When you take out a new insurance policy, one of the most important things you need to do is answer all the disclosure questions on the application form. While some of them might not seem relevant, to make sure you’re properly covered, it’s vital you answer them all truthfully and completely.
This is because the insurance company’s underwriters will use your answers to decide whether they can cover you, and to calculate the terms of the insurance policy they offer you. If you omit anything that might affect their decision, either on purpose or by accident, it will likely result in future claims being declined, or the entire policy being “avoided” (which means it is treated as if it never existed).
Here are five things that people often neglect to tell their adviser when they’re applying for insurance:
1. Previous claims history
The number of claims you’ve made helps the insurer work out your risk profile. If you’ve made a lot of burglary claims, it could indicate that you live in an area prone to theft, or that your property is not secure. Multiple motor vehicle claims may suggest that you have a history of bad driving.
2. Modifications to a vehicle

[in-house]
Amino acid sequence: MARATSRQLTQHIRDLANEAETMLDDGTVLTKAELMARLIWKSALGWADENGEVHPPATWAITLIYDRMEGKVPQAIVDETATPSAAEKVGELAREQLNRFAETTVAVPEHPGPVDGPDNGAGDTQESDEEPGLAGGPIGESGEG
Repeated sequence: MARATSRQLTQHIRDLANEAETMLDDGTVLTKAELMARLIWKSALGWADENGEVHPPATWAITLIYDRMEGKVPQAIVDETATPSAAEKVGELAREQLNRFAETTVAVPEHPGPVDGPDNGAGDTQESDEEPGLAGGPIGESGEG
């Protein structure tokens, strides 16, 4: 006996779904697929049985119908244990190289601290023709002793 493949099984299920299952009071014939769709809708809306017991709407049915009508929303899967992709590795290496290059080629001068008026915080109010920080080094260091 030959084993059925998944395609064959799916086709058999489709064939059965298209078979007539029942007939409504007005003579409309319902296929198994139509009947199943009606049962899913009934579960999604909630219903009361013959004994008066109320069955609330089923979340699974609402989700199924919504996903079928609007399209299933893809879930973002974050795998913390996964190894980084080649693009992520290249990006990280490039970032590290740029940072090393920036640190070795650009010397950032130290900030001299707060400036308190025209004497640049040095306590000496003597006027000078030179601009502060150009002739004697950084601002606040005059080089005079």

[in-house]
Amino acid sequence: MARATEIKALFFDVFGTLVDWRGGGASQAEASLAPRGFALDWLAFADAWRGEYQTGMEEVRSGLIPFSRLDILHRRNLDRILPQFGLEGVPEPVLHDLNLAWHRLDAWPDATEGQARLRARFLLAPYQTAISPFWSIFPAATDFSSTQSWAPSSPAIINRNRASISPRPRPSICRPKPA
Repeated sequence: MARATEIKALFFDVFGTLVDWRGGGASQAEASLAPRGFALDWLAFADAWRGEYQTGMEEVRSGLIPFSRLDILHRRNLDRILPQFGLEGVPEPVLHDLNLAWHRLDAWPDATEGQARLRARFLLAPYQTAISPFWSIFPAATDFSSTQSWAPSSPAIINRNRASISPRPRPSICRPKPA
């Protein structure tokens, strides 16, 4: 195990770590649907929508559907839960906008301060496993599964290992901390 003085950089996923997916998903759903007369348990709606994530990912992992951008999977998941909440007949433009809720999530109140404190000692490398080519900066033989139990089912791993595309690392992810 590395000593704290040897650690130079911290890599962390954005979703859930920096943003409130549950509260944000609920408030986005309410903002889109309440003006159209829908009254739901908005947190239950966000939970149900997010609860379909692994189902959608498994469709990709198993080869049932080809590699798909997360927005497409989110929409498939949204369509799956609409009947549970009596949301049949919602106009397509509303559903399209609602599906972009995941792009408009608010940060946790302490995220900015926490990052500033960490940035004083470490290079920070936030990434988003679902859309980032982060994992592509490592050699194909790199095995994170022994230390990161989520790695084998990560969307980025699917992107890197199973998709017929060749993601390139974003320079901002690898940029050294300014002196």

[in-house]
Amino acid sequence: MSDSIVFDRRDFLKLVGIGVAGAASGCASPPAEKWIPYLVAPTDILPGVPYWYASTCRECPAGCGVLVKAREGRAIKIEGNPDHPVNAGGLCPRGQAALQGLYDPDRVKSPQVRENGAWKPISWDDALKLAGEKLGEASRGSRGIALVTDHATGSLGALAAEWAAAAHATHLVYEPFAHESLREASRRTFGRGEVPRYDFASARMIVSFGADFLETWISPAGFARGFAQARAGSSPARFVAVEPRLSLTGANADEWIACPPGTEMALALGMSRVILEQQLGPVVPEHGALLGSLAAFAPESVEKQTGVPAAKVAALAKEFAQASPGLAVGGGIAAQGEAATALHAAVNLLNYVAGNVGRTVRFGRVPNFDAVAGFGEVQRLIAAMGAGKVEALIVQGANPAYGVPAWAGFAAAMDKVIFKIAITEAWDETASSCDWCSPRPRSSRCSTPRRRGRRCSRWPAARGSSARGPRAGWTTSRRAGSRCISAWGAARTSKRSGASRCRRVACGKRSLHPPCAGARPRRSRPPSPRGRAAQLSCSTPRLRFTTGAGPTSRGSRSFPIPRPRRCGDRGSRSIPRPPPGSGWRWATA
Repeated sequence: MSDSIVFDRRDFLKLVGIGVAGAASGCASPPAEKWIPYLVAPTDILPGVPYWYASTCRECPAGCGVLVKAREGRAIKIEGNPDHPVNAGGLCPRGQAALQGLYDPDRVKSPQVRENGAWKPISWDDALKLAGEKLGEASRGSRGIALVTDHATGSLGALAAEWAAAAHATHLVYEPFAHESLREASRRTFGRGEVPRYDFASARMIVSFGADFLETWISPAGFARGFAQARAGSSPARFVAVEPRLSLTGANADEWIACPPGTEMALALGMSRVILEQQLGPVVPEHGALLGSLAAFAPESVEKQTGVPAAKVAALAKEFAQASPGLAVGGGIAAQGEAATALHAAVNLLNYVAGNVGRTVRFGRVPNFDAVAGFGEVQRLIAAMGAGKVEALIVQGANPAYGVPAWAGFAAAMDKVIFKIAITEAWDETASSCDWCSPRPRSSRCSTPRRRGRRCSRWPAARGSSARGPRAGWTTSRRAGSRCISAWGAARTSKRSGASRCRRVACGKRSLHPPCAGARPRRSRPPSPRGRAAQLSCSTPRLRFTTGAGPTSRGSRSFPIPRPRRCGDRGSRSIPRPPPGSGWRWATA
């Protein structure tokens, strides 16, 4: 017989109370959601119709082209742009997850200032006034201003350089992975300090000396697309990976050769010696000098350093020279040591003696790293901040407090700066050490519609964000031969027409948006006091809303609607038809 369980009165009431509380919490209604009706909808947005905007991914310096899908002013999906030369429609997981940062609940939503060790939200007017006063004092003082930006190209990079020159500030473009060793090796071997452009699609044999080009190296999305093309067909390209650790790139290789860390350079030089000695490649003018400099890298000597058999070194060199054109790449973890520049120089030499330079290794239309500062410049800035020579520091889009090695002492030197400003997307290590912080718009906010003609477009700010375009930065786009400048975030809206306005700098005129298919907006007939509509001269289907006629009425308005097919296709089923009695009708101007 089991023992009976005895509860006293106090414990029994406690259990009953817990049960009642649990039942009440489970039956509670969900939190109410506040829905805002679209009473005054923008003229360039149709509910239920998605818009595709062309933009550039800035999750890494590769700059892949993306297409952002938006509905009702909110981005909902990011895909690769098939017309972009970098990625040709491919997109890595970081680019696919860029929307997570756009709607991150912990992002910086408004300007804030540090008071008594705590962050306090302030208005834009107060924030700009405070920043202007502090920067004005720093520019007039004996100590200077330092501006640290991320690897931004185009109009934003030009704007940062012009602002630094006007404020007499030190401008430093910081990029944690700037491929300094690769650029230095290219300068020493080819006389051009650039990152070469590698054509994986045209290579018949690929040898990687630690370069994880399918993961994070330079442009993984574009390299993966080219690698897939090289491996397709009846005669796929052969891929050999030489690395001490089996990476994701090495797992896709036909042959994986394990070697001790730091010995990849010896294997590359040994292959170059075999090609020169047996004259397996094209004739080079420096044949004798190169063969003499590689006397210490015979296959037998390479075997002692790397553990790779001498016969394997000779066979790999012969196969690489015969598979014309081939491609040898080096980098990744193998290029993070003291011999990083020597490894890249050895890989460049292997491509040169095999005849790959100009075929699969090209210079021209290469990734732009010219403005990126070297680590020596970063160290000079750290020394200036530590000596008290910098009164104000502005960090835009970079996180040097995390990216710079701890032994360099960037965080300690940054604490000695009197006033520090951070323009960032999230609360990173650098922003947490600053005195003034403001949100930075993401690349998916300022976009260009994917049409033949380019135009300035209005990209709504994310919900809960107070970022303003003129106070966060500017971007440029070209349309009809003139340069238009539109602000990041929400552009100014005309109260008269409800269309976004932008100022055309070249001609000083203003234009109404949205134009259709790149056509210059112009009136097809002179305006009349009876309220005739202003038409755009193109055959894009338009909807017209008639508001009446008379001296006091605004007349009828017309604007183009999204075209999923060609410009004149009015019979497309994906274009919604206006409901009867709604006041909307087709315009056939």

If you’ve installed a state-of-the-art sound system or high-end mag wheels, this will make your car more attractive to thieves, and therefore more likely to be broken into or stolen.
3. Criminal convictions
An insurer needs to know if you have any prior convictions to assess what kind of insurance risk you pose. For example, they may not wish to offer house and contents cover to someone with convictions for drug manufacturing or arson.
4. How your property is used
If you run a business from your home, your insurer will need to know. This is because you may have many people (clients) visiting your home, or you could be storing materials on-site that present an insurance risk.
5. Previous insurance issues
If another insurer has refused to cover you, cancelled your policy, or imposed special conditions on it, an underwriter will need to know why.
Ten percent of all complaints to the Insurance & Financial Services Ombudsman involve non-disclosure issues. If you have information that you think is likely to affect an insurer’s decision to cover you, mention it to your advisor. While disclosing past issues could mean that your insurance will have special conditions applied to it, or that your premiums will be higher, it will drastically increase your chances of making a successful claim in the future.
For more information about disclosure, check with the Insurance Council of New Zealand, or reach out to your Insurance Adviser.
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